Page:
Note — May 17, 2021

The Sublime

As we contemplate and try to grasp the size of the systems and ecosysmtens around us, I've noticed that a number of people have taken to using the word “sublime” to describe a feeling they get at that moment of contemplation. This quick note just aims to slowly collate those examples.

sub·lime| səˈblīm | adjective (sublimer, sublimest) of such excellence, grandeur, or beauty as to inspire great admiration or awe: Mozart's sublime piano concertos | (as noun the sublime) : experiences that ranged from the sublime to the ridiculous.

Concepts of sublime from various issues

Other mentions of sublimes in interesting readings

Home body

Wallowing in the logistical sublime can lead to what Matthew Gandy describes as “epistemological myopia that privileges issues of quantification and scale over the everyday practices that actually enable these networks to function.” But I get it. And I’ve felt it: the uncanny mystique of larger-than-life steel and concrete power plants, or the gut-drop of standing on the edge of a dam spillway, imagining yourself slipping over and sluicing into the deep canyon of water below. In part, these fantasies of the sublime are a symptom of our alienation from infrastructural systems and the powers that animate them. If it’s not clear whose interests infrastructure serves, and how our own lives and housebodies are enmeshed in the macro systems, the only thing left to do is spectacularize, fetishize, or destroy.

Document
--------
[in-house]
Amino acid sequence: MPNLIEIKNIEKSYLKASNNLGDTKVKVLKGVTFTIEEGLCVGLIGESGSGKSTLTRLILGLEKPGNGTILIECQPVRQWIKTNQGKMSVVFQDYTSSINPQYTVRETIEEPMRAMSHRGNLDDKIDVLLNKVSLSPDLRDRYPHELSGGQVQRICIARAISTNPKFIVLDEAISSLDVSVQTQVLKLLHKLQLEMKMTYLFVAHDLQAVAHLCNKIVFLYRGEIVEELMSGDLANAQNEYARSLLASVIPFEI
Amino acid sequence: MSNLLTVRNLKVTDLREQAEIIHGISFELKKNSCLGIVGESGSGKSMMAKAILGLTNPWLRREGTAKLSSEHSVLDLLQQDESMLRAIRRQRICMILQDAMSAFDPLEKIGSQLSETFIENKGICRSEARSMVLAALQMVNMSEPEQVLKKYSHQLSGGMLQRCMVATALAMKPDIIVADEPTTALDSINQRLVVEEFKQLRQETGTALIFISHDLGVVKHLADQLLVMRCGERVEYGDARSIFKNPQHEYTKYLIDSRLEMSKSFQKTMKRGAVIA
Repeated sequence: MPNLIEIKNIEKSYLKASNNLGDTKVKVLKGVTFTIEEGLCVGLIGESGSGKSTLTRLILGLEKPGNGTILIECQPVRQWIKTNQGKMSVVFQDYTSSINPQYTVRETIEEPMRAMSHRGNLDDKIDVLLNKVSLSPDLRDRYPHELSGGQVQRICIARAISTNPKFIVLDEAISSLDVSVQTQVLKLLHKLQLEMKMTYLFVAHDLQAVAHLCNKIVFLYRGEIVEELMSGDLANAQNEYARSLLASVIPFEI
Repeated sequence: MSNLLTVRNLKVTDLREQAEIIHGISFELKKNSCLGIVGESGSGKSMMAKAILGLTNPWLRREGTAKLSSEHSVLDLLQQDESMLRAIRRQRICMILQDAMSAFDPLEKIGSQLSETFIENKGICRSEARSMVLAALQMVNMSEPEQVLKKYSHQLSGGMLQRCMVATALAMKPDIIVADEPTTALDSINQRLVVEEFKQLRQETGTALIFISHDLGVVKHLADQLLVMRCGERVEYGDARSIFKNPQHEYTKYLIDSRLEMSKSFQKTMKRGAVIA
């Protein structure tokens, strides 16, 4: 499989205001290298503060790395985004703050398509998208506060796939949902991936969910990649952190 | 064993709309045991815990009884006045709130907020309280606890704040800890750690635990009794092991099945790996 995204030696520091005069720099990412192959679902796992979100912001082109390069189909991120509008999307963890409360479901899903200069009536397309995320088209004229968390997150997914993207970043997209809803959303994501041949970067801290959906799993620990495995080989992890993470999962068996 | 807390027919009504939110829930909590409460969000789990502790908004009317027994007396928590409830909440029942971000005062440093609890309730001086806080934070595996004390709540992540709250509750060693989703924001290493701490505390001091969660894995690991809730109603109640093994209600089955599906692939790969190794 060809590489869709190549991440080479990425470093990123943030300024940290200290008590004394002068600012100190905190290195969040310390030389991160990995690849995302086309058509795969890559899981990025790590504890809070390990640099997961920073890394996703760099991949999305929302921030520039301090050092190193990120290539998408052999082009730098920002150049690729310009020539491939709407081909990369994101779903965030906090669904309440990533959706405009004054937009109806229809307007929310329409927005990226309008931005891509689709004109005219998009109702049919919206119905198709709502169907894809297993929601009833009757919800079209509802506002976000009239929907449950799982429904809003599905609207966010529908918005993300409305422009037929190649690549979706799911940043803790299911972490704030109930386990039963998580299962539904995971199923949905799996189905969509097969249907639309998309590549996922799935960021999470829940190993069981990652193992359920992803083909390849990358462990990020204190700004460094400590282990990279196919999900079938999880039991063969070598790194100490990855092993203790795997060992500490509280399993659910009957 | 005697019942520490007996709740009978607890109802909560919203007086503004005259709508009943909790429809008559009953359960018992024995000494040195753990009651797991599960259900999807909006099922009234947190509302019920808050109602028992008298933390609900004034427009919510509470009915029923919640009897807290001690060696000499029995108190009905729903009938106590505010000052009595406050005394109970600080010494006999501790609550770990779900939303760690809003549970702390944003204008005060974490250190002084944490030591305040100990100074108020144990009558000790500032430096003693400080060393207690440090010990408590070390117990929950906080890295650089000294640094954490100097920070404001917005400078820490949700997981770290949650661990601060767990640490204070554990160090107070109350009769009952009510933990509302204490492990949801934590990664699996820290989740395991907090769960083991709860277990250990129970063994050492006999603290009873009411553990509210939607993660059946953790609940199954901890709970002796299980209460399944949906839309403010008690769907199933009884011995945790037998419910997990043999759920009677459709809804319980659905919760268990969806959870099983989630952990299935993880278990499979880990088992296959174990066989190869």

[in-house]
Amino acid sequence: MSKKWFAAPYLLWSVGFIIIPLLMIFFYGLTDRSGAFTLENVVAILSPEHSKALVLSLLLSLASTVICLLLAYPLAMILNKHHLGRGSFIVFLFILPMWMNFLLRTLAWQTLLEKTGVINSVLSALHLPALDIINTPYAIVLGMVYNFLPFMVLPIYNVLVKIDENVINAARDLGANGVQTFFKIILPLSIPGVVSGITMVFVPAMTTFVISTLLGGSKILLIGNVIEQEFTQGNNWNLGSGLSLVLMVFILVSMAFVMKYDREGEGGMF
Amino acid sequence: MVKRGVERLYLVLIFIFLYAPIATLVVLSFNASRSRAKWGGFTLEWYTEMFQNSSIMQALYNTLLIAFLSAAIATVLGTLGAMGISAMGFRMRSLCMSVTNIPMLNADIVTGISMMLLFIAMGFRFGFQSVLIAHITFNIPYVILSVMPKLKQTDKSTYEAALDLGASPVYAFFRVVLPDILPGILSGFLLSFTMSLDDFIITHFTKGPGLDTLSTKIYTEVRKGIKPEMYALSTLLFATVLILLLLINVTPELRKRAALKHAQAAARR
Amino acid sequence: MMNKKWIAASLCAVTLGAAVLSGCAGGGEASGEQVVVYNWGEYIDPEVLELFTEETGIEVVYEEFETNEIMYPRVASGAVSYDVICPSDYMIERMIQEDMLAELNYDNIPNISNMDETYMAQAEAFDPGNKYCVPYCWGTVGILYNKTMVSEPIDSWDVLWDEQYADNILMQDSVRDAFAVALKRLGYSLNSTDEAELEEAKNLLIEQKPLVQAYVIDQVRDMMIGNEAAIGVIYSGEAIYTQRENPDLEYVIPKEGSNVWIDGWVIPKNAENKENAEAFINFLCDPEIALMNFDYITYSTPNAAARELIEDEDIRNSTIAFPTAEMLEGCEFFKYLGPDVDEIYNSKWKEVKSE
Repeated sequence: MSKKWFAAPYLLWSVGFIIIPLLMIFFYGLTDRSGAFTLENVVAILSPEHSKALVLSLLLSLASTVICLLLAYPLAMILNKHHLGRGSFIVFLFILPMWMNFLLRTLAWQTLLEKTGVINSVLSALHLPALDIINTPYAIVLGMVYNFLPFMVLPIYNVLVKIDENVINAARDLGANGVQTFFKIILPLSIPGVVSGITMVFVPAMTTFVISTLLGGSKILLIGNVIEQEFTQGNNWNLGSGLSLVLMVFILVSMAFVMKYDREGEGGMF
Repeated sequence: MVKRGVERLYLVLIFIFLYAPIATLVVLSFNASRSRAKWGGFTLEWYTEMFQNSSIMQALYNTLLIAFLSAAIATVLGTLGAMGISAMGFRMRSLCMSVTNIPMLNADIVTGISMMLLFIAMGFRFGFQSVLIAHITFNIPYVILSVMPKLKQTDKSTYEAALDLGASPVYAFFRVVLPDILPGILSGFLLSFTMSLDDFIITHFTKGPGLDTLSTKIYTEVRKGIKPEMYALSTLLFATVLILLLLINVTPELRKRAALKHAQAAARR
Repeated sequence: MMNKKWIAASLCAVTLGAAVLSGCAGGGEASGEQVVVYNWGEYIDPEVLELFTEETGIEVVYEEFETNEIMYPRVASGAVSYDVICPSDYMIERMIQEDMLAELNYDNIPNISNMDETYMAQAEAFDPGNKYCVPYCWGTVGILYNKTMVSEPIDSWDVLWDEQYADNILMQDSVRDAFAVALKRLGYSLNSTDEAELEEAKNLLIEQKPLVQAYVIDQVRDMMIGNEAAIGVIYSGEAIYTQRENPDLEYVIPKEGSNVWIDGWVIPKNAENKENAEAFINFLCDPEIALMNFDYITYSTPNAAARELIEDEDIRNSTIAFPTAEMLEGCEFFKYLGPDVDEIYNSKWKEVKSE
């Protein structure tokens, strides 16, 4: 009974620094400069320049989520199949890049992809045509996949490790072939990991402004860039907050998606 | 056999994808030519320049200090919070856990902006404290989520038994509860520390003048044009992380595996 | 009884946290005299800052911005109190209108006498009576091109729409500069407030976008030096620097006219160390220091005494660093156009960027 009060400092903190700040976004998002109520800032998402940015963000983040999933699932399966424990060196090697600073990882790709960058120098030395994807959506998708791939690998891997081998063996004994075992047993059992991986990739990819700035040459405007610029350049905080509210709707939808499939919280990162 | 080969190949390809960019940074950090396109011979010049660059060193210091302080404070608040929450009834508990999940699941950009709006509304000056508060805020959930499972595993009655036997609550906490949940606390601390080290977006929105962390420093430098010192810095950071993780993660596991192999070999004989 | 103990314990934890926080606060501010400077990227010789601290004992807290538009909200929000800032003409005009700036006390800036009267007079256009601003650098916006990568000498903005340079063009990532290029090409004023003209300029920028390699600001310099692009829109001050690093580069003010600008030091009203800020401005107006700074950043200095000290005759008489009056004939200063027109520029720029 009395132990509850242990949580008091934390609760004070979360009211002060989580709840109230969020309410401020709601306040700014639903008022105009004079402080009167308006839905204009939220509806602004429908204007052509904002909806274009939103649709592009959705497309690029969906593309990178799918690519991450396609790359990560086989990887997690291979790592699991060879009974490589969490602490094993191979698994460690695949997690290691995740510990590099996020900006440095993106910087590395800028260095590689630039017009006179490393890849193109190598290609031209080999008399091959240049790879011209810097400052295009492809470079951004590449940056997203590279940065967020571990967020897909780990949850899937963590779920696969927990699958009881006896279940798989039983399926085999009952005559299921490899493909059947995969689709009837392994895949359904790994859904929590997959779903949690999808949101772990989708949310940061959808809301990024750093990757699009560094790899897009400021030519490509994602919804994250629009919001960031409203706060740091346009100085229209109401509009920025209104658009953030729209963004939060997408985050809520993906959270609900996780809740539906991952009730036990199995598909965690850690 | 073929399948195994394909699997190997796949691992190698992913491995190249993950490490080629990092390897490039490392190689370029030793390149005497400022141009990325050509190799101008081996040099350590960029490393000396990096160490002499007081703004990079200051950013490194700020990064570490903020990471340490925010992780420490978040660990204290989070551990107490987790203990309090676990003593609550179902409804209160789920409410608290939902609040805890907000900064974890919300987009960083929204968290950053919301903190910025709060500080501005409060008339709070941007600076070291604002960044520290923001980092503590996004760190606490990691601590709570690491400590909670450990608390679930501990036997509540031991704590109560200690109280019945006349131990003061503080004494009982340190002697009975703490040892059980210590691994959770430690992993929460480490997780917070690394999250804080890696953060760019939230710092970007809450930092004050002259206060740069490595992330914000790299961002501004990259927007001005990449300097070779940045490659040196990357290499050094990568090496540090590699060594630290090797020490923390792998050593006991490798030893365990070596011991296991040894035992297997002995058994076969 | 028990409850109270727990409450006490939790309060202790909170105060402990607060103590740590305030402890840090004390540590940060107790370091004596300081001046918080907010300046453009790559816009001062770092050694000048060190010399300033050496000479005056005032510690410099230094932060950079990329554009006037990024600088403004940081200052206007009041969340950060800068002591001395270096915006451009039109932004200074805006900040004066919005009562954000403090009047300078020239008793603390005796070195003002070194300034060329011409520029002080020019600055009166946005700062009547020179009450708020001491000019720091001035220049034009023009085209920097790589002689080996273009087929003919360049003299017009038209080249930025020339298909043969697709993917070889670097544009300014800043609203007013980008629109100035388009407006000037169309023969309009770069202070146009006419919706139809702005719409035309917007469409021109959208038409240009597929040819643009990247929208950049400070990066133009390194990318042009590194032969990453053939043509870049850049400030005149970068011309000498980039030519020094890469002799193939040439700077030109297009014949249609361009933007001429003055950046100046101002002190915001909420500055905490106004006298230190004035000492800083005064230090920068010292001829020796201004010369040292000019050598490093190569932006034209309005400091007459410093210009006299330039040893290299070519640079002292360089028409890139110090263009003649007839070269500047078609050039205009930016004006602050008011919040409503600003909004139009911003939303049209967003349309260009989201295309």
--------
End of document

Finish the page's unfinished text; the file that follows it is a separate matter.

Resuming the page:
Where did the grandeur go?

The historian David Nye in 1994 captured something rather important about how we think about the future when he coined the phrase ‘technological sublime’, drawing on Edmund Burke’s A Philosophical Enquiry into the Origin of Our Ideas of the Sublime and Beautiful (1757), which provided a compelling rationale for exposing oneself to the awe-fullness of nature.

Computional landscapes and the new sublime

As the boundary between the natural and the automated dissolves, the vast logistics infrastructures underpinning our economies point the way to new models of the sublime.

Beginning with the End "There is a touch of the Kantian sublime"

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